However, borrowing from the community in Hungary was frequent in the CAF and BOC groups. The total amount of the granted loans was superior to the total savings, which reveals that this option was used intensively. This also shows that credit can be efficiently combined with saving within a group of people who know and trust each other. The fact that there is a solidarity link between members, meaning that they have to rely on each other, is certainly an important factor of success. In Belgium, the survey also showed that borrowing from relatives (friends or family) was more frequent at the end of the programme among participants. This is another sign that the observed reluctance to using credit mainly concerns formal credit services offered by banks. 5/

Positive effect on social inclusion in Hungary and Belgium

Besides the effects on financial inclusion, the qualitative evaluations of the SIMS programme shows that the group meetings (in particular for the financial education and energy saving training sessions) had a positive impact on the social inclusion of participants in Belgium and Hungary. First of all, group meetings played the role of social events for the participants who thus had regular opportunities to meet with other people, share their stories, and feel less lonely with their difficulties. The fact that the participants were able to save and obtain a bonus also enhanced their self-confidence in their capacity to reach a goal. These psychological effects were also combined with concrete solutions and services provided between participants. For instance, in Hungary, participants benefited from baby-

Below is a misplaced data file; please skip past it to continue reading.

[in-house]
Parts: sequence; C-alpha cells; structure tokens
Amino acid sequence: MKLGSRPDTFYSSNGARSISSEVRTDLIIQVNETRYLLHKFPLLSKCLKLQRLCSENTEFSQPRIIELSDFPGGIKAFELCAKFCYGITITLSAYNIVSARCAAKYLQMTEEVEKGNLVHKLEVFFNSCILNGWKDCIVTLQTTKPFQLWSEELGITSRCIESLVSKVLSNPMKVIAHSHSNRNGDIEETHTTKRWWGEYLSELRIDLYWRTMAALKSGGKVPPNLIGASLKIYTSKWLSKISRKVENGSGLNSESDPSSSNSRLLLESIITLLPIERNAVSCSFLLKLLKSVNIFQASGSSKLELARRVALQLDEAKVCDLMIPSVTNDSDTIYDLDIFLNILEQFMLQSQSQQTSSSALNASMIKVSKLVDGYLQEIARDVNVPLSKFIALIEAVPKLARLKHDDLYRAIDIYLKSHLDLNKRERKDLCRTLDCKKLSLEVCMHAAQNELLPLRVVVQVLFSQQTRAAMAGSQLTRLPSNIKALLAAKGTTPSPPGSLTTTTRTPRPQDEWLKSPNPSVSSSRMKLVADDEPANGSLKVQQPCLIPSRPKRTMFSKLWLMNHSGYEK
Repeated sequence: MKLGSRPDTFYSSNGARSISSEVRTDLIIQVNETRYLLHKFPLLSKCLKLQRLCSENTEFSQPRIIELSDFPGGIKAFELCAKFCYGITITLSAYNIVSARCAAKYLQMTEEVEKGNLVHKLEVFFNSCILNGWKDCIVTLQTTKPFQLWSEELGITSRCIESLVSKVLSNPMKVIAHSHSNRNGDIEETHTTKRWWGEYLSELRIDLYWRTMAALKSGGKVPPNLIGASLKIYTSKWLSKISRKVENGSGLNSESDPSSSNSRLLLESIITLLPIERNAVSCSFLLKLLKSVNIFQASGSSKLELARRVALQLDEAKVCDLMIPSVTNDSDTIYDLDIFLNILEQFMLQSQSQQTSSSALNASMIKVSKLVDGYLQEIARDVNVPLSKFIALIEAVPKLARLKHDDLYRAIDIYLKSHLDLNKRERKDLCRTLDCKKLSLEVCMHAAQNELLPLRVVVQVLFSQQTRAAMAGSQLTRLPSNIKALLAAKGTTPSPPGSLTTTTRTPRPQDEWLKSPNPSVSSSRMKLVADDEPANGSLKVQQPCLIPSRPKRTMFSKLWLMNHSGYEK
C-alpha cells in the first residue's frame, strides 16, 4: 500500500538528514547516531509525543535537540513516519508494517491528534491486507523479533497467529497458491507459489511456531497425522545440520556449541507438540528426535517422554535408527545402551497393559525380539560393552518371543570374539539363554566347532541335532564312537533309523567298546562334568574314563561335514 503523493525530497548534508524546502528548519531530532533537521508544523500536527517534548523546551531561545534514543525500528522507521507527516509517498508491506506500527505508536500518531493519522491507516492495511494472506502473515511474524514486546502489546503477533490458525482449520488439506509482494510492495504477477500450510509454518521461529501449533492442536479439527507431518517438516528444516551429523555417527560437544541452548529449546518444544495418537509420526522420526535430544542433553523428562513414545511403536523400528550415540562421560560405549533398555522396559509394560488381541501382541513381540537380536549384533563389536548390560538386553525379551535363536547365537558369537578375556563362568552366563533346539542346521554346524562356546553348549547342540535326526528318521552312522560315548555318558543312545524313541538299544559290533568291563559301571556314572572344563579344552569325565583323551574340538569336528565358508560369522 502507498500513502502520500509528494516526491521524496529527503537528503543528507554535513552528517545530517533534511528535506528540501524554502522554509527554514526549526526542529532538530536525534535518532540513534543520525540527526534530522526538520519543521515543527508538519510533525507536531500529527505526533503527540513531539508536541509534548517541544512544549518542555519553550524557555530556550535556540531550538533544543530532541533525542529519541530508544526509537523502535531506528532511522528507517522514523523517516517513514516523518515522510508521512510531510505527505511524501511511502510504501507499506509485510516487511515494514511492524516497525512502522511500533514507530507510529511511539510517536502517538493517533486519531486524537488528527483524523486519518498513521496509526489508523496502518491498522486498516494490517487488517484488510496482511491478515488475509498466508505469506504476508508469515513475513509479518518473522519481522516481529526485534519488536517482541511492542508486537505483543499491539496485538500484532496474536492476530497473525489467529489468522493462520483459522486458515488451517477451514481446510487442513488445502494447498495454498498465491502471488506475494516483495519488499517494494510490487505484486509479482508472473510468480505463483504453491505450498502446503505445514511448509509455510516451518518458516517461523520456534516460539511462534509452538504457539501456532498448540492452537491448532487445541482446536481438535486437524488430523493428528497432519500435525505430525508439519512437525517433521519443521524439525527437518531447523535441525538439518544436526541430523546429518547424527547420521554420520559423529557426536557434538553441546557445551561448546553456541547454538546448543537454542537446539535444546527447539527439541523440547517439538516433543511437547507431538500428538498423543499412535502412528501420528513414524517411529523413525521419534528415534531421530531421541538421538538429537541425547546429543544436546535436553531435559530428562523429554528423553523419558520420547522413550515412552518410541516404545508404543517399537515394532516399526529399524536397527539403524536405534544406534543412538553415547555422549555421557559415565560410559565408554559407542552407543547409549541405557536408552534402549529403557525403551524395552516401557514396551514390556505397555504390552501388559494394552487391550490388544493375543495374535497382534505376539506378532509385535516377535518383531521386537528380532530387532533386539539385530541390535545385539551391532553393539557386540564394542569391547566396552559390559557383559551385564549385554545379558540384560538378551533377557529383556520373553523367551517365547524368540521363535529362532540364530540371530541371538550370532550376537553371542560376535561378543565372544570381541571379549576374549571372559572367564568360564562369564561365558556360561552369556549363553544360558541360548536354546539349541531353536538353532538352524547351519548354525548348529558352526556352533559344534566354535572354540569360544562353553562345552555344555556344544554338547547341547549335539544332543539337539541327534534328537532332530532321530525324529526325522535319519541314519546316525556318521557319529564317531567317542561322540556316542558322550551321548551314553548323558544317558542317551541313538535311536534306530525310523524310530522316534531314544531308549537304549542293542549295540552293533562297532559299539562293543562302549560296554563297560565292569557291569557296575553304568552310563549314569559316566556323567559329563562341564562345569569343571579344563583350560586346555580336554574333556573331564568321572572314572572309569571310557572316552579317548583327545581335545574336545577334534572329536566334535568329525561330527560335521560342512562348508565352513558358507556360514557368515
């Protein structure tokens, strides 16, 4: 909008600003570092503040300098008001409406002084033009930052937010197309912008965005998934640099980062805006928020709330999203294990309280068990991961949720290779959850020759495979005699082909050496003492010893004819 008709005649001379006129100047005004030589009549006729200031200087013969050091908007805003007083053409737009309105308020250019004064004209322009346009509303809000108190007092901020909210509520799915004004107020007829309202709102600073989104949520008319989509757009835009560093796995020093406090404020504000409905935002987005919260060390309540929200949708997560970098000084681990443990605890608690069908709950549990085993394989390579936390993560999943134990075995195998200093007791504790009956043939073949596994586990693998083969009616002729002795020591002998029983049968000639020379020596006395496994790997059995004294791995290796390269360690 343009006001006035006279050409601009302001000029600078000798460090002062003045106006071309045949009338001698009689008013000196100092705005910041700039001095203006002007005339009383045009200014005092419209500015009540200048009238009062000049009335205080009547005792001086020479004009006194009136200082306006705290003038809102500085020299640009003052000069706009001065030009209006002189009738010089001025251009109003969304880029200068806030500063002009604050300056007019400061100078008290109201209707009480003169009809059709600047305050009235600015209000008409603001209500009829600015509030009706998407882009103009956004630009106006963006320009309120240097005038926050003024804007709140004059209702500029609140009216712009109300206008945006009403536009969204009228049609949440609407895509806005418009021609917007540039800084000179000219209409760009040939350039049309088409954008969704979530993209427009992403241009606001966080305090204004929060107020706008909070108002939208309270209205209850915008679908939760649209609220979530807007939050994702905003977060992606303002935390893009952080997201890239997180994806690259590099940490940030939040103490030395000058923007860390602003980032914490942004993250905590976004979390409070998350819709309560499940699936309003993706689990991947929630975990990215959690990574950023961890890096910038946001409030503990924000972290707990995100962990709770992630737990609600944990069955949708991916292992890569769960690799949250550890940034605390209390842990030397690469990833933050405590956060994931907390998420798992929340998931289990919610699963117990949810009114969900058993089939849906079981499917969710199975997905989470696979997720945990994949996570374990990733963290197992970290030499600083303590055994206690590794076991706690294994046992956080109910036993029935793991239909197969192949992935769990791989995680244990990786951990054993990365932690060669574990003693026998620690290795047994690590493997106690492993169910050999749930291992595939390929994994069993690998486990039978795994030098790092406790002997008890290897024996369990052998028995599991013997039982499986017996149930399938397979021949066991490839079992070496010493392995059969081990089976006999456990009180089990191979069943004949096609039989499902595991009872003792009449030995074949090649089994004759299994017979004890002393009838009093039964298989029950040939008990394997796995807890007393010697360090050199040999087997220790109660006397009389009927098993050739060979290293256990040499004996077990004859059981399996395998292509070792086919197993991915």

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SIMS programme – Evaluation report – Executive Summary - CRÉDOC - July, 2013

sitting services and help for home renovation. In Belgium, co-riding to travel to the training locations also happened. Nevertheless, these effects on social inclusion did not necessarily last after the end of the programme when members did not know each other before the programme: in Belgium, two groups out of thirteen maintained a link, one to form a CAF group, and the other one for social activities.

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SIMS programme – Evaluation report – Executive Summary - CRÉDOC - July, 2013